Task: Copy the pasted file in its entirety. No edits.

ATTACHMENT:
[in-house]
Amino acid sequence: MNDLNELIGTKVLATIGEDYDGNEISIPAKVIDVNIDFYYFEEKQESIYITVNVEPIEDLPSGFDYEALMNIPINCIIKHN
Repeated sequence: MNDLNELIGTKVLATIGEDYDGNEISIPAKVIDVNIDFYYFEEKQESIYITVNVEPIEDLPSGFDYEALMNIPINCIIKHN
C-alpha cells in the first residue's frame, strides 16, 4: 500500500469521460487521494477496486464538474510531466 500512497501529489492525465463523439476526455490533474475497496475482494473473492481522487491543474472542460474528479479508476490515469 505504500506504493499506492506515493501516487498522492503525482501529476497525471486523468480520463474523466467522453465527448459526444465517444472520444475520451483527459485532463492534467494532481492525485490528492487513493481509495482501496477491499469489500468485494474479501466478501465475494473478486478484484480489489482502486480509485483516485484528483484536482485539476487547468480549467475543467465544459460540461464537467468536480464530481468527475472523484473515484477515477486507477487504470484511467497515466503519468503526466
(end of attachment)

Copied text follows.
[in-house]
Amino acid sequence: MNDLNELIGTKVLATIGEDYDGNEISIPAKVIDVNIDFYYFEEKQESIYITVNVEPIEDLPSGFDYEALMNIPINCIIKHN
Repeated sequence: MNDLNELIGTKVLATIGEDYDGNEISIPAKVIDVNIDFYYFEEKQESIYITVNVEPIEDLPSGFDYEALMNIPINCIIKHN
C-alpha cells in the first residue's frame, strides 16, 4: 500500500469521460487521494477496486464538474510531466 500512497501529489492525465463523439476526455490533474475497496475482494473473492481522487491543474472542460474528479479508476490515469 505504500506504493499506492506515493501516487498522492503525482501529476497525471486523468480520463474523466467522453465527448459526444465517444472520444475520451483527459485532463492534467494532481492525485490528492487513493481509495482501496477491499469489500468485494474479501466478501465475494473478486478484484480489489482502486480509485483516485484528483484536482485539476487547468480549467475543467465544459460540461464537467468536480464530481468527475472523484473515484477515477486507477487504470484511467497515466503519468503526466